Monday, December 28, 1998

"Fun at the Science Center"

Yesterday "the gang of five" * set off into Phoenix to see the Egyptian show at the art museum. Alas, even though we'd gotten there before the opening time, they were already sold out. We bought tickets for next Sunday. Laura had noticed another intriguing new building up in central Phoenix, the Arizona Science Center. We didn't want to waste our trip, so we all headed over to there. The five story building is quite large, and in a neighborhood with a historical museum as well.

We paid our eight dollars a piece, and they gave us purple paper wristbands as proof of having tickets. Off we went to play. And it WAS play. Somehow, through their clever interactive exhibits, we felt magically transformed to when we were kids. I was ten again. I remember ten. I'd received a microscope for Christmas. I'd put all sorts of wierd things on the little glass strips for viewing, strands of hair, dust bunnies, scraps of fabric, even smushed bug bits and boogers (ugh, nose detritus). We were all ten again, set loose in a giant playhouse.

Laura and I sat on either side of a screen. It was made of alternating clear window strips and mirrors. Aligning our faces just so, we saw in alternating stripes, our facial features mixed. It was funny! In another area, Julia and I sat at connected computers, each with a webcam. Every few seconds, the cams would capture our images and displayed them both on the two screens. Giggling, I'd stick my tongue out at Julia, who was quite ladylike and didn't return the favor.

A large round ring hovering over a contraption of pipes had hand shapes on it, on opposite sides, inviting us to press down on it. Laura and I did, and made fog rings spurt upwards. A bridge with squishy rubber bulbs arranged evenly over it was fun. I walked over it twice, enjoying the odd sensations it produced. A timed maze tested our abilities. Laura demonstrated her ability to trace from 'in' to 'out' in nine seconds. Julia was a little faster at a display about computers, demonstrating the binary system. How knowledgeable both of them are to know which combination of on and off switches make the letters of the alphabet. The exhibit had already coded secret messages for us children to play with, but Laura and Julia didn't need them. Working together, they made a red light display print out the words "JOAN, I LOVE YOU," which made me smile happily. It's a marvel, too, when I consider that all that is coming across this screen to you derives from those combinations of on and off switches.

This room also had a few computers connected to the internet with preset bookmarks (no way to type in your own URL), for the as yet uninitiated to sample what it's like. I, of course, would have left a bookmark or two of my own, if I could. That wasn't possible, but there was a walled exhibit about self-portraits, with three different mirrors and chalk boards at varying height levels, so I left a quick sketch of my features there.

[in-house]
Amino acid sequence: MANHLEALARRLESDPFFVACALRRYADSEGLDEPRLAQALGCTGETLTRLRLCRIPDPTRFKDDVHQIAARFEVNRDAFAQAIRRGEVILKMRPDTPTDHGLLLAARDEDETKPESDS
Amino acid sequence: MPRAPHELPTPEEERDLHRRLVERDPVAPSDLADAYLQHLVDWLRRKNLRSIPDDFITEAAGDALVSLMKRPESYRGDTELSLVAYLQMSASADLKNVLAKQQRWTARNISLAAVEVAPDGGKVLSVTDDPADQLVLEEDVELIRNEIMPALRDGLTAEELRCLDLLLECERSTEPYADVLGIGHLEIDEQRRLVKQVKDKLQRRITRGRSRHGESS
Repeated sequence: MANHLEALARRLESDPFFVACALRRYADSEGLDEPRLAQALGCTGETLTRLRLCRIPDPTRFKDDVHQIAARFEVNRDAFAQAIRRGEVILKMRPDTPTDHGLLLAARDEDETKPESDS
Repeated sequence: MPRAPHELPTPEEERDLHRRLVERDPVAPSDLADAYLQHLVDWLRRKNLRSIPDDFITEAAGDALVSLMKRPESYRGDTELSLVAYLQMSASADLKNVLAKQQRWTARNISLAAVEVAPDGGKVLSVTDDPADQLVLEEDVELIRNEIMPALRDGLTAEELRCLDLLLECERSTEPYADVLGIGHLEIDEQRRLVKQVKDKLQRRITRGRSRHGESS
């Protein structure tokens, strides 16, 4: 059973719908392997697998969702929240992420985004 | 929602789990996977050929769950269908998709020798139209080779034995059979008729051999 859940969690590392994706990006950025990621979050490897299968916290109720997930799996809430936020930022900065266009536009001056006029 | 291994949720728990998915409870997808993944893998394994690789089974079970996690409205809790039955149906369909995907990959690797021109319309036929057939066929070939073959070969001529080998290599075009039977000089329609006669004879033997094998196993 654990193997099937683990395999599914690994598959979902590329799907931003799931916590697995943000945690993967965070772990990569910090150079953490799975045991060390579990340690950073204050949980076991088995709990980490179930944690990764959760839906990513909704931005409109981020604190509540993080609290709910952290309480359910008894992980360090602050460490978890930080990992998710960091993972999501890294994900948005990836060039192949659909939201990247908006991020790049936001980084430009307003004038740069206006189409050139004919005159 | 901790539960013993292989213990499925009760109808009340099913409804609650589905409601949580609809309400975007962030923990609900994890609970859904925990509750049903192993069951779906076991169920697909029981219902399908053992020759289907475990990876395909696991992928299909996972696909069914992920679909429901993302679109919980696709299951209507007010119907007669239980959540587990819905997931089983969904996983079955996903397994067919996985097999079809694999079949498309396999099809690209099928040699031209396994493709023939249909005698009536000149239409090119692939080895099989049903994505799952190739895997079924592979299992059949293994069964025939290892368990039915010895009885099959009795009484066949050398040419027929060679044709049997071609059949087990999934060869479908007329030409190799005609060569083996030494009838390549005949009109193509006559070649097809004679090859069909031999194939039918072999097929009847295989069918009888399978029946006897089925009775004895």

In another area, Laura and I watched a video about communicating with chimpanizees. The 'pygmy' breed has proved most able. One chimp named Kanzi has over 250 words in his lexicon. They are no longer using sign language with primates, for the primate hand blurs certain words that are distinct when signed by the human hand. The full symbol lexicon is there for you to see. This study has had other implications, as well. They are using it with the severely retarded, who cannot learn to communicate with oral or signed language. One twenty one year retarded girl used to have fits of frustration because she had no way to express herself. She was sitting there calmly, happily pointing to the symbols which opened the door between her inner world and that of the larger.

Many other exhibits were about medical discoveries. One display showed all the various replacement parts for the body. Steel hip joints, steel knee joints, tiny silicone finger joints, 'glass' eyes and cornea transplant parts fascinated. My gramma had one of those hip joints put in her, and it was cool to see what it looked like. Also, should my joints ever disintegrate away to nothing, it was reassuring that science is working on solving such problems.

A display in a darkened walled off area had a mannequin of a man laying flat, while a film display shown on him to show what heart bypass surgery looked like. This one was a little too graphic, as I thought of how Laura's chest had been split open and things rearranged in exactly the same way. I quickly moved on.

Laser beams were an instrument in many displays. One let us make cool designs on a wall across the way. We experimented with prisms. Using double prisms, I got another display to show three intersecting circles, with overlapping colors. It must work the same as the computer's RGB monitors, for green and red combined made yellow, green and blue made cyan, blue and red produced magenta, and all of them combined resulted in a white center.

Laura battled our strengths in a wheel chair race. She beat me easily after she'd beaten Julia. My upper arms got so sore. There were so many things, we did not see them all. It was so wonderful, this gift of 'being ten' again.

One simple display involved a large device that was let down into a vat of soapy water and pulled up, with a thin screen of iridescent soap bubbles. So much of life is ephemeral soap bubbles, little fleeting moments of beauty. I want to capture each one and preserve it forever.

This tiny piece of iridescence is a shell fragment that sits on my sewing room window sill.

* - Laura, Julia and I, along with Glen and Mother . . .

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